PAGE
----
Matters of motive seem to be driving much of the debate swirling around state capitols these days.
Those who defend public-employee unions have made much of the high-mindedness of those who choose careers in public service.
Those who criticize these same unions tend to focus on what they presume is driving the protests.
In the first instance, the motive is idealism; in the second, it's greed.
Idealism or greed. There's a fairly wide gulf here. But is either one remotely accurate?
The temptation is to say "no" on both counts. After all, do genuine idealists squabble over this or that relatively small percentage of a union employee's contributions to health and pension funds?
And can real greed be attributed to that same employee whose annual income may well be decent, even comfortable, but nowhere close to obscene?
Andrew Carnegie may have qualified as a robber baron, but surely not your local third-grade teacher.
On second thought, both characterizations may well have a place in this debate. This is especially the case if we widen its terms a bit.
Let's take the idealism standard first.
There seems to be some fear that government service won't be attractive to idealistic difference-makers if we elect governors in the mold of Scott Walker, John Kasich and Chris Christie.
Really? Since when do true idealists worry as much about the bottom line of a paycheck as they do about the impact of their difference-making?
Further, why presume that difference-makers can be found only among those engaged in public service? Certainly Woodrow Wilson didn't think that was the case.
To be sure, Wilson called himself an idealist. But he went on to say that's why he knew he was an American, because Americans are by definition idealistic.
Of course, some among us are more idealistic than others. Just as some among us make a greater difference than others. But if there is a hard and fast line between public- and private-sector idealists, I can't find it.
A little truth in advertising here. I am a public employee/servant/teacher, and have been for almost the entirety of my working life. As such, I hope I have made a difference now and again along the way.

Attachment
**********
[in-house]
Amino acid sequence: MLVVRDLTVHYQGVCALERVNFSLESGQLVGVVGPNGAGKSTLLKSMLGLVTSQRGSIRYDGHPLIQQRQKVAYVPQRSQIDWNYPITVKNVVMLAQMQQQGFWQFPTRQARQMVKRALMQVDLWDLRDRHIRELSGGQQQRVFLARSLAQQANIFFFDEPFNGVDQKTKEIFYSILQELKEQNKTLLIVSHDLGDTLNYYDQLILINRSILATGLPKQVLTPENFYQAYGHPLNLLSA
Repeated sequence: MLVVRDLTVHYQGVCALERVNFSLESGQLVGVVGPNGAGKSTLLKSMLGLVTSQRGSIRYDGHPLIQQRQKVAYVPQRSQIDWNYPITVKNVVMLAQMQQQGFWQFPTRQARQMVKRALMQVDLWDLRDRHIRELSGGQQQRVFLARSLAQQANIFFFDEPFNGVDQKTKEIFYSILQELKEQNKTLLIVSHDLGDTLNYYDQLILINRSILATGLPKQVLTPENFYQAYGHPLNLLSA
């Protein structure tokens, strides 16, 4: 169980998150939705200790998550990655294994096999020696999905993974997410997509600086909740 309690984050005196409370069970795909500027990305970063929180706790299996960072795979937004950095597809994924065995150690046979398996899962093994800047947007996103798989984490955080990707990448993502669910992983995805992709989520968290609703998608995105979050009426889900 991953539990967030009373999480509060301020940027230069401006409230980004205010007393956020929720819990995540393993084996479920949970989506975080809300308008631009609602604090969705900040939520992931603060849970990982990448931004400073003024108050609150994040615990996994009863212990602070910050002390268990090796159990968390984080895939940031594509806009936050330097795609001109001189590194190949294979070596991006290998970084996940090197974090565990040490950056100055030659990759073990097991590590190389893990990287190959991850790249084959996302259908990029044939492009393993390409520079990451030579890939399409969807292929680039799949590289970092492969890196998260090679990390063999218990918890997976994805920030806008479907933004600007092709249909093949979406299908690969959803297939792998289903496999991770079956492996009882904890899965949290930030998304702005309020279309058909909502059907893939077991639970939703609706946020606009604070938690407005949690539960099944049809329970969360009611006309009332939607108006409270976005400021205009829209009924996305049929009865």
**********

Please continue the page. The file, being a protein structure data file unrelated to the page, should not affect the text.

I also hope that I have ideals that I at least occasionally live up to. But my dirty little secret is that I went into teaching because I liked it and liked to think I might be good at it.
In that sense, I count myself among those lucky enough to have had a career doing something that they have enjoyed doing.
Of course, I haven't quite made money on the scale of an Andrew Carnegie. For that matter, I'm sure I can't match bank accounts with a whole lot of entrepreneurial types all over my city and state.
But would I presume that these folks aren't idealists and difference-makers? Not for minute.
Hey, I'm quite willing to concede that Andrew Carnegie himself was both an idealist and a difference-maker.
Was Mr. Carnegie a greedy robber baron as well? Maybe so. Then again, maybe not.
What is indisputable is that he created real wealth for himself, his workers and his adopted country. Those of us in public service can't claim to have done the same -- at least not in any direct way.
Of course, I've escaped the robber baron label, and for that I am grateful.
But perhaps I've been lucky on this score as well. Applied individually, the tag would surely be unfair.
But applied collectively, our unions have at least been robber-baronish in our demands of taxpayers. And we have been that without the saving grace of being wealth creators at the same time.
In any case, the problem many of our states face is huge, and the sacrifice each of us has been asked to make is small.
All of this is not to say that we public employees have not made solid contributions to our communities and beyond. But there is a reason we are being targeted these days.
As Pogo once put it, "We have met the enemy and it is us."
In state after state, promises were made that likely could not have been kept under the rosiest of economic scenarios. Well, these are not the rosiest of times.
As a result, governors and legislatures have little choice but to do what governors, legislatures and, yes, presidents did a century ago -- namely, reign in the robber barons of their day.
Then the enemy was the expansive power of what might be labeled corporate conservatism. Today a battle is being waged against the entrenched forces of what might be labeled reactionary liberalism.
Today we almost universally applaud the progressive efforts of Gov. (and later President) Theodore Roosevelt and Gov. (and later President) Woodrow Wilson.
If we are to have a bright, productive and progressive 21st century, perhaps sometime early in the 22nd century the consensus will be to applaud the equally progressive efforts of their idealistic, difference-making counterparts in states like Wisconsin, Ohio and New Jersey today.
Chuck Chalberg teaches American history at Normandale Community College.